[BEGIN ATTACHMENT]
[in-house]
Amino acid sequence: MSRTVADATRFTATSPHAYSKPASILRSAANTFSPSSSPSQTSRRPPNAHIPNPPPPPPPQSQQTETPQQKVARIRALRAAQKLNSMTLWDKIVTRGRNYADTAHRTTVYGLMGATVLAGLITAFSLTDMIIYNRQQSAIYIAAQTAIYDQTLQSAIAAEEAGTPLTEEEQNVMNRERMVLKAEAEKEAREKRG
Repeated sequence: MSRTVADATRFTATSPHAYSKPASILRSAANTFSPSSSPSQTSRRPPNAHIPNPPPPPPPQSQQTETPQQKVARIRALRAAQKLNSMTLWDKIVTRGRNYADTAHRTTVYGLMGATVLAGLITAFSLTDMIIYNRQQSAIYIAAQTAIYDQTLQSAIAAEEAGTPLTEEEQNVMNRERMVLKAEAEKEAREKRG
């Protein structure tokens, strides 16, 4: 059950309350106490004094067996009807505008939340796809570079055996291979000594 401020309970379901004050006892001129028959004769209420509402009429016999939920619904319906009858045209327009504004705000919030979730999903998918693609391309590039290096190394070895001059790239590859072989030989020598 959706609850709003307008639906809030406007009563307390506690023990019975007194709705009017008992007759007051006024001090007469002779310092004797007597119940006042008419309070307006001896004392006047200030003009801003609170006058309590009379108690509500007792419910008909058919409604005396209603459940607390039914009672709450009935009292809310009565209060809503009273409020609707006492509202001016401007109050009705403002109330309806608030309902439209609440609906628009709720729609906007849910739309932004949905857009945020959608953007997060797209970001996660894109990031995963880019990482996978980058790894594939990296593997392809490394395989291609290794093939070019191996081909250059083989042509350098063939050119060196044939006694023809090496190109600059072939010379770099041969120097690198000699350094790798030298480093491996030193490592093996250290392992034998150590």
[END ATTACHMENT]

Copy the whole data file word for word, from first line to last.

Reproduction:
[in-house]
Amino acid sequence: MSRTVADATRFTATSPHAYSKPASILRSAANTFSPSSSPSQTSRRPPNAHIPNPPPPPPPQSQQTETPQQKVARIRALRAAQKLNSMTLWDKIVTRGRNYADTAHRTTVYGLMGATVLAGLITAFSLTDMIIYNRQQSAIYIAAQTAIYDQTLQSAIAAEEAGTPLTEEEQNVMNRERMVLKAEAEKEAREKRG
Repeated sequence: MSRTVADATRFTATSPHAYSKPASILRSAANTFSPSSSPSQTSRRPPNAHIPNPPPPPPPQSQQTETPQQKVARIRALRAAQKLNSMTLWDKIVTRGRNYADTAHRTTVYGLMGATVLAGLITAFSLTDMIIYNRQQSAIYIAAQTAIYDQTLQSAIAAEEAGTPLTEEEQNVMNRERMVLKAEAEKEAREKRG
């Protein structure tokens, strides 16, 4: 059950309350106490004094067996009807505008939340796809570079055996291979000594 401020309970379901004050006892001129028959004769209420509402009429016999939920619904319906009858045209327009504004705000919030979730999903998918693609391309590039290096190394070895001059790239590859072989030989020598 959706609850709003307008639906809030406007009563307390506690023990019975007194709705009017008992007759007051006024001090007469002779310092004797007597119940006042008419309070307006001896004392006047200030003009801003609170006058309590009379108690509500007792419910008909058919409604005396209603459940607390039914009672709450009935009292809310009565209060809503009273409020609707006492509202001016401007109050009705403002109330309806608030309902439209609440609906628009709720729609906007849910739309932004949905857009945020959608953007997060797209970001996660894109990031995963880019990482996978980058790894594939990296593997392809490394395989291609290794093939070019191996081909250059083989042509350098063939050119060196044939006694023809090496190109600059072939010379770099041969120097690198000699350094790798030298480093491996030193490592093996250290392992034998150590």